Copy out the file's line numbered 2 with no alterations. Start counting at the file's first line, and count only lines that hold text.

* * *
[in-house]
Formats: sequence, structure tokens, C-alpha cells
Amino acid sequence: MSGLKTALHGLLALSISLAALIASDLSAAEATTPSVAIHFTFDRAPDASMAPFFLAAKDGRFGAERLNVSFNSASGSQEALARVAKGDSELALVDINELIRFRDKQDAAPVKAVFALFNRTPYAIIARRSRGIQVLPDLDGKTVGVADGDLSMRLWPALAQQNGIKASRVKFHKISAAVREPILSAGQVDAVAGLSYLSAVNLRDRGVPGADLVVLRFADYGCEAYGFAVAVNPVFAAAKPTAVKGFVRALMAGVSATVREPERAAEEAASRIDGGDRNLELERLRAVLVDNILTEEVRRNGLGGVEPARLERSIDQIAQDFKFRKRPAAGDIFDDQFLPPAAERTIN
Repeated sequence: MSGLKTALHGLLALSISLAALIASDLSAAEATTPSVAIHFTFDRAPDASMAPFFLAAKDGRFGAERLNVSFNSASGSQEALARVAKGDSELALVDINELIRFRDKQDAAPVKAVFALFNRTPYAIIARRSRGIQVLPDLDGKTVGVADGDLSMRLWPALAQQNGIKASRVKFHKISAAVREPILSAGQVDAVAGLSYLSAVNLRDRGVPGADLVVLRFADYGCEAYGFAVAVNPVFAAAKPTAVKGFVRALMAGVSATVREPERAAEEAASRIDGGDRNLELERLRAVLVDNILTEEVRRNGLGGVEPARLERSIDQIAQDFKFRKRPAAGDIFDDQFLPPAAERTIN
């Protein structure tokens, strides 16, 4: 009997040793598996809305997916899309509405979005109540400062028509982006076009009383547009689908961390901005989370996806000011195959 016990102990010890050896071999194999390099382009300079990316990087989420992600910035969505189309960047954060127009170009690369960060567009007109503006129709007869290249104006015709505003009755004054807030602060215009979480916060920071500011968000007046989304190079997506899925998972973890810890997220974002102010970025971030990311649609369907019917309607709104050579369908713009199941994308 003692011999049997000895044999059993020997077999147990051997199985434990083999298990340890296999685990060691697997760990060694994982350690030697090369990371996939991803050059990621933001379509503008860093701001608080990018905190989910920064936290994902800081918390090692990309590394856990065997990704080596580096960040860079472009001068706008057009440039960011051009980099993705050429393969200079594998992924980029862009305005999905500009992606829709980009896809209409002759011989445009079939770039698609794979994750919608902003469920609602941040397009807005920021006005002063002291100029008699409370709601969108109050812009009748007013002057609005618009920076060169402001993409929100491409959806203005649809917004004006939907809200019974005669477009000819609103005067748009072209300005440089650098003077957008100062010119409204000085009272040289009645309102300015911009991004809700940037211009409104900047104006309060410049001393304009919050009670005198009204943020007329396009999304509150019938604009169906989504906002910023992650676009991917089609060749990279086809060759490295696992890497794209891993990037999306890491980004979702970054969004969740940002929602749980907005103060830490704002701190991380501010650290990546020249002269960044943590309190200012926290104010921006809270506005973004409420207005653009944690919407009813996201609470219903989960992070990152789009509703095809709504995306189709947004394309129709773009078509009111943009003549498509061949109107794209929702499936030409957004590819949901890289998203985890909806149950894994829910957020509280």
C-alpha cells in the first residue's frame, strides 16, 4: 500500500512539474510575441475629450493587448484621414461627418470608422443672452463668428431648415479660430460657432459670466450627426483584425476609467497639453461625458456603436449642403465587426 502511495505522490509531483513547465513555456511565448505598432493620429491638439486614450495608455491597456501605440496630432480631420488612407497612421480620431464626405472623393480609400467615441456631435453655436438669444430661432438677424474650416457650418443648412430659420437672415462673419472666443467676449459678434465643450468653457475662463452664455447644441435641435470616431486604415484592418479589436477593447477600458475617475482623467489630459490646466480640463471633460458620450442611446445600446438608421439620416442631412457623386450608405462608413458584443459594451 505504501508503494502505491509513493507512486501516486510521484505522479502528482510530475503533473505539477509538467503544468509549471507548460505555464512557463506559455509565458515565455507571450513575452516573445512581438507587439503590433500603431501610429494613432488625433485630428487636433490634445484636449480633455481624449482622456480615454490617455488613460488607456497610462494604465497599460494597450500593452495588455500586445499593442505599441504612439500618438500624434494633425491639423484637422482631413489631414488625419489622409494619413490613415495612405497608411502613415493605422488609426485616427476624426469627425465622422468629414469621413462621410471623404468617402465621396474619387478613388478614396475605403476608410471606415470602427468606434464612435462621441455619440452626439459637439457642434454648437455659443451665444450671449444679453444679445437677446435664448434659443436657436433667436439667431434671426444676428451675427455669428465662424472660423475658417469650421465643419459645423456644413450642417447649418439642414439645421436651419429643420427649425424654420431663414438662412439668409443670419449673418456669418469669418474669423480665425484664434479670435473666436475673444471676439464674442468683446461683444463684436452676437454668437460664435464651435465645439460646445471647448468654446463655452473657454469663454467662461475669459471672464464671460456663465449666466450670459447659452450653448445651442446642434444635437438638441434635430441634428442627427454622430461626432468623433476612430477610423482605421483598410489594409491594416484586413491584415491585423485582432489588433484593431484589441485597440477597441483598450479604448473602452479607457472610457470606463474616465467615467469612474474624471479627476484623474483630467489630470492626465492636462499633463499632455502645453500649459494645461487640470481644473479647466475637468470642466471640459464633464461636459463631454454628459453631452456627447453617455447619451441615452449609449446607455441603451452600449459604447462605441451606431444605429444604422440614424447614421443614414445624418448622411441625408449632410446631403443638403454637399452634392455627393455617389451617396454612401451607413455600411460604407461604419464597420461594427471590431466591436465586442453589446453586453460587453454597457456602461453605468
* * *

Formats: sequence, structure tokens, C-alpha cells